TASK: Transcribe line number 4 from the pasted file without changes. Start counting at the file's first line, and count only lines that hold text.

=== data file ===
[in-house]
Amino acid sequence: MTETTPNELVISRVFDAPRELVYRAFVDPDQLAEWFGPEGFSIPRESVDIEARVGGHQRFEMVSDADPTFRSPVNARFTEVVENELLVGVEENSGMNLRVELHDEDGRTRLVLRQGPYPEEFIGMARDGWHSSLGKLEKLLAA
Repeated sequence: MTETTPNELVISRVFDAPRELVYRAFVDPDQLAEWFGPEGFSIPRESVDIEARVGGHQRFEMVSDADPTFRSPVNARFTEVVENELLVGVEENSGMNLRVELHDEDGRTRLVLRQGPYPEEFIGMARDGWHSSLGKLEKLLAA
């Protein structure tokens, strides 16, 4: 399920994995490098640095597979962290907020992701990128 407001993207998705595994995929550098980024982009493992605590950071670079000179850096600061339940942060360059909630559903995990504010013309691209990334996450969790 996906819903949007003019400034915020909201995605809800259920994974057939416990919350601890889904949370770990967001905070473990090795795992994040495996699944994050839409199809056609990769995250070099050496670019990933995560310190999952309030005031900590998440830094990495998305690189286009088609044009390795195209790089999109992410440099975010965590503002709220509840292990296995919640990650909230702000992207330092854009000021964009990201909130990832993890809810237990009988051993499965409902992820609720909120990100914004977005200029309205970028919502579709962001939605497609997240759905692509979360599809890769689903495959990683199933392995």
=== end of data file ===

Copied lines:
């Protein structure tokens, strides 16, 4: 399920994995490098640095597979962290907020992701990128 407001993207998705595994995929550098980024982009493992605590950071670079000179850096600061339940942060360059909630559903995990504010013309691209990334996450969790 996906819903949007003019400034915020909201995605809800259920994974057939416990919350601890889904949370770990967001905070473990090795795992994040495996699944994050839409199809056609990769995250070099050496670019990933995560310190999952309030005031900590998440830094990495998305690189286009088609044009390795195209790089999109992410440099975010965590503002709220509840292990296995919640990650909230702000992207330092854009000021964009990201909130990832993890809810237990009988051993499965409902992820609720909120990100914004977005200029309205970028919502579709962001939605497609997240759905692509979360599809890769689903495959990683199933392995």